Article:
For a decade now, Yemen has held the last position in the Gender Gap Index. This index shows that Yemen has the widest gap in gender equality among other countries across the continent. This poor performance is reflected in our high rates of maternal mortality and lack of educational opportunities for women, but this underdevelopment has been exacerbated by a lack of women political participation. In this moment of unrest in my country, we are at a crossroads. We must include women in the peace talks or risk perpetuating the poverty, inequality, and violence that have caused havoc in our country for years.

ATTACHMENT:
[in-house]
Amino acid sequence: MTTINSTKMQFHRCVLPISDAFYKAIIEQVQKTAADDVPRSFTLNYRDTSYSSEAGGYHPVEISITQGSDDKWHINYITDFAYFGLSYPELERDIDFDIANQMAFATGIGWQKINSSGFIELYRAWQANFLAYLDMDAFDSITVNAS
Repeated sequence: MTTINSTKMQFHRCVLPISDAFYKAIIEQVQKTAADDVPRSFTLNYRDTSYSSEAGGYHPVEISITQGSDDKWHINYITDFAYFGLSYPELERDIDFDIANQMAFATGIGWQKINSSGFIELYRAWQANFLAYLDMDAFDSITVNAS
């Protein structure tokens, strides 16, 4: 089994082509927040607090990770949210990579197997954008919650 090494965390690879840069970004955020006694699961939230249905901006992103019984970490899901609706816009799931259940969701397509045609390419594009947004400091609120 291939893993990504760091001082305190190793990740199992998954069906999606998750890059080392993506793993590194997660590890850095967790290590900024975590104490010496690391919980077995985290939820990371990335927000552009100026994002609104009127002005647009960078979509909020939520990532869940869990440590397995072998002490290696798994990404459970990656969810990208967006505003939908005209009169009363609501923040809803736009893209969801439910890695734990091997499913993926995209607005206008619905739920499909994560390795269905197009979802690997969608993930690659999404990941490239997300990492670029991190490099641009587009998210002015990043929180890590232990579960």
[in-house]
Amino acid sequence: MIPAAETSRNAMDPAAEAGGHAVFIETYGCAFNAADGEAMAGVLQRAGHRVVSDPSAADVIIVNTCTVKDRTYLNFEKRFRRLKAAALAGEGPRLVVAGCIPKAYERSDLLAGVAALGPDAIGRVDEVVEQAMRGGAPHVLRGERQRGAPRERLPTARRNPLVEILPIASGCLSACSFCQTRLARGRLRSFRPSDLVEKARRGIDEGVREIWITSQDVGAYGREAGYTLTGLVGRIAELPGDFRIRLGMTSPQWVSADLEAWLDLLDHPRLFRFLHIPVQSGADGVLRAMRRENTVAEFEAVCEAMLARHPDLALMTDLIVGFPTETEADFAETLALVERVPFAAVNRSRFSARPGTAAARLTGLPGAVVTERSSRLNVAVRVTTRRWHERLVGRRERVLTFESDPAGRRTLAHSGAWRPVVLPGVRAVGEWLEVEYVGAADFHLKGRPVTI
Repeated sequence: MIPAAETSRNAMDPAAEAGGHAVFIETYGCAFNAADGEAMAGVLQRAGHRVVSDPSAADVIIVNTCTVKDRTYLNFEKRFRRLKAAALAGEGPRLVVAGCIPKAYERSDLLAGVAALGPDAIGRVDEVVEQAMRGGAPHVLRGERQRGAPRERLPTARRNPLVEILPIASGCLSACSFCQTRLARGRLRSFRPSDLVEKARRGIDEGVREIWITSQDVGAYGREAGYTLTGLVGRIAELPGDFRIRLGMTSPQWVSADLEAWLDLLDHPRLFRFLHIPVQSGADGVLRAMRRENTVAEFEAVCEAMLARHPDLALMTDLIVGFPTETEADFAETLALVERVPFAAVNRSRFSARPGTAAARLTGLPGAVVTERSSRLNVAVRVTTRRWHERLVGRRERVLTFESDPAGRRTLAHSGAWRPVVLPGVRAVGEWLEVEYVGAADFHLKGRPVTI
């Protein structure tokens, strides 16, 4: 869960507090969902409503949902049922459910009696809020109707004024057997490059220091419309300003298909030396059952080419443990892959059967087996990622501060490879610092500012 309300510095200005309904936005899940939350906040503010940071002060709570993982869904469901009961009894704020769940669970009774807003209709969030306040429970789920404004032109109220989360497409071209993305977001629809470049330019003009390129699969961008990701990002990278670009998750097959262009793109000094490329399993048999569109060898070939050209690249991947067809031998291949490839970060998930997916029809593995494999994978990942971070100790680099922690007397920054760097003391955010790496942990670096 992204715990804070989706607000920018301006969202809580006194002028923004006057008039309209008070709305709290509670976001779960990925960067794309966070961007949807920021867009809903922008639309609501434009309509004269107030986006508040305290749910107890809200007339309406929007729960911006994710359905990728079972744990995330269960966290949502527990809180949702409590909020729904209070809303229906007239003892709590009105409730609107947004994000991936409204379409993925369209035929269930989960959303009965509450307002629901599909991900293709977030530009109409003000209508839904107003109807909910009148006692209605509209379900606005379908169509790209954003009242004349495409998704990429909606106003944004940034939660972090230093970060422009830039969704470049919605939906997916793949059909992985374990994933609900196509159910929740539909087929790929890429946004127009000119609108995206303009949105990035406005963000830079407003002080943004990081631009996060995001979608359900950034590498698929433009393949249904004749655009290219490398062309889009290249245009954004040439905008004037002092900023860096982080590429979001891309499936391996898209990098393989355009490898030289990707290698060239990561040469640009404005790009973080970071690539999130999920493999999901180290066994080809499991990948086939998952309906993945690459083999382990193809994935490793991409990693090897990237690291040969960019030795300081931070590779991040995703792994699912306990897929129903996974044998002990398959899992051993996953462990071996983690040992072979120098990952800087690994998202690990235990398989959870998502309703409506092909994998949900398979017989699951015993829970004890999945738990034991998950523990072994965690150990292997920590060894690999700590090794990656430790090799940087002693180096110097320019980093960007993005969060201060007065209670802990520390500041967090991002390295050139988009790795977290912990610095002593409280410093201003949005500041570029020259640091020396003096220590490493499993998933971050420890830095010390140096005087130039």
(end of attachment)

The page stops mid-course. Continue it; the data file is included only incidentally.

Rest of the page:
It has not always been so bad. If you ask my mother, a proud southern Yemeni, about Yemeni women, she will speak reverently of the glory and power of Yemeni women in the South. She used to regale me with stories about how southern Yemeni women claimed their political rights as early as 1977 during the local elections. She told me that they established the Women Union in 1968. In fact, she used to brag about the amazing ‘family law’ that restricted polygamy, a law that defined the safe age of marriage and that famously gave a divorced woman, who had custody of her children, the right to retain her marital house. In sum, we were gaining political rights during that era.